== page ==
On a crisp morning at Jamestown Settlement, tour leader Joni Carlson was with a group of 21 fourth graders from Laurel Lane Elementary School, peppering them with questions and engaging them for the two-and-a-half hours they were together.
Though unscripted throughout her time with the students, Carlson, in her 13th year as a tour guide, knows what points she needs to hit with them: reasons why the English wanted to colonize and settle in Jamestown, their search for raw materials, and the hardships settlers faced, among others.
Not coincidentally, those are all concepts fourth-grade students are required to know for the history Standards of Learning test, which they’ll take later in the school year.
“That teacher’s done an exceptional job with her class,” Carlson said after the tour was complete, “because I was throwing them into higher-level thinking. For me, it's very important they don’t just say whatever the test words are. It’s like they’re making the connections. They’re connecting the dots.”
All guides are familiar not only with the fourth-grade history SOL, but with the history SOLs from kindergarten through 12th grade as the result of nine days of training they get before giving their first tour to students.
In 2016, more than 35 percent of the 567,094 visitors to Jamestown Settlement and the American Revolution Museum at Yorktown were students.
On the day the Laurel Lane class visited, Jamestown Settlement had more than a dozen buses in the parking lot, with students from multiple school divisions on tours. Colonial Williamsburg had 26 student tours planned just for Friday.
The link between museums and Virginia’s Standards of Learning tests are close. With the statewide importance of SOLs, Williamsburg area museums, and those across the state, craft their programming toward schools with a close eye on the standards.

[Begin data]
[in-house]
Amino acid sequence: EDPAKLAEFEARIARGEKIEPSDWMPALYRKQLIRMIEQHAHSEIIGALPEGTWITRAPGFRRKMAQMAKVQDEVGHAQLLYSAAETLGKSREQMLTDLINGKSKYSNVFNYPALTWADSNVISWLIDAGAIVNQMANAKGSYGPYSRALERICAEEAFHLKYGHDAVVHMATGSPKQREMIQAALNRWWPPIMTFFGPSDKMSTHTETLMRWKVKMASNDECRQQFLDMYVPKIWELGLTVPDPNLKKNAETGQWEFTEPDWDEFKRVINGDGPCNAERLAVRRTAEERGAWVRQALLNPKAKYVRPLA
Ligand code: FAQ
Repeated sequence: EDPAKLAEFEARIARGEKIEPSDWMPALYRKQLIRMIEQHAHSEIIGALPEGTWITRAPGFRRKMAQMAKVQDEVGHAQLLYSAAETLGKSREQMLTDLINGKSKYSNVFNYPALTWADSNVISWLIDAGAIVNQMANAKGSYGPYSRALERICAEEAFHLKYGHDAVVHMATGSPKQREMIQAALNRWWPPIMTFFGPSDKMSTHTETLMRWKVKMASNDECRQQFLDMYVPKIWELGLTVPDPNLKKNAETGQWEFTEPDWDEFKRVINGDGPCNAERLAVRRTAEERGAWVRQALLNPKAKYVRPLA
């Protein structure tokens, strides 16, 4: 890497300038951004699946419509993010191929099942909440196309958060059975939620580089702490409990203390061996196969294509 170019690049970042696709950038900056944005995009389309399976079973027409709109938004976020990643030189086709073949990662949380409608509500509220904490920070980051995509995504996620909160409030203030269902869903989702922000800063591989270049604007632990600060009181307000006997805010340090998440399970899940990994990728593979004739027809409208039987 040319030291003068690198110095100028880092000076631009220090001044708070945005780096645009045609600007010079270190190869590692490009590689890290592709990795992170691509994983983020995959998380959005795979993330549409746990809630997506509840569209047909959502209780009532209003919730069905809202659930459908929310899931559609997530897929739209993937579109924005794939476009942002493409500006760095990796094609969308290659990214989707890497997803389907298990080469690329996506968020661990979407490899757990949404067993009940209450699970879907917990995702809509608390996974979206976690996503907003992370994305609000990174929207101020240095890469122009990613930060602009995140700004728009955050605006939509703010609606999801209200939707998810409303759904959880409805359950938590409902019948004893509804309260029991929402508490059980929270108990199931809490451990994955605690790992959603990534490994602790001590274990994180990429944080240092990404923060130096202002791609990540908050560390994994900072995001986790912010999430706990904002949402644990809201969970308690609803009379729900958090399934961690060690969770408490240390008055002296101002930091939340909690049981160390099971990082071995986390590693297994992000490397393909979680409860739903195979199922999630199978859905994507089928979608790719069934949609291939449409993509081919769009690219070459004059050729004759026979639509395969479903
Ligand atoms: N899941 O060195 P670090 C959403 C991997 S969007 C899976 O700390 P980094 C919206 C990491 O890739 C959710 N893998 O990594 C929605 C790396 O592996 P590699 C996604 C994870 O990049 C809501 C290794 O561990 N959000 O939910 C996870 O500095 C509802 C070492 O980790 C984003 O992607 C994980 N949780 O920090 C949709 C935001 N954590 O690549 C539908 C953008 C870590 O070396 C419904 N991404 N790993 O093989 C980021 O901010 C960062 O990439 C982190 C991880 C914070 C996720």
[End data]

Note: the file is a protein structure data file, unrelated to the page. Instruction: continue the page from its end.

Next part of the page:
In the Williamsburg-James City County Public Schools system, the four major strands in the history and social science SOL — history, geography, civics and economics — is the framework for the local curriculum. The school system emphasizes hands-on learning and field experiences available in the Historic Triangle.
Area museums are well aware of what concepts they need to mention when students come on field trips.
“When we develop the tours and when we develop new programs, it is based upon those SOLs,” said Janet Henke, a museum program assistant with the Jamestown-Yorktown Foundation who observed Carlson’s tour. “That’s at our forefront, so we’re making sure that every time she says the word ‘natural resources,’ she knows that's important to a fourth-grade SOL.
“If she was talking to a high school student, she would probably be telling the same story, but she might not be reemphasizing natural resources because that's a fourth-grade tie-in. She adjusts her level of questions, but the program, the content basically stays the same.”
Colonial Williamsburg supervisor of group interpretation Pam Blount said being able to tie in SOL concepts to augment what students are learning is essential to the success of its programs.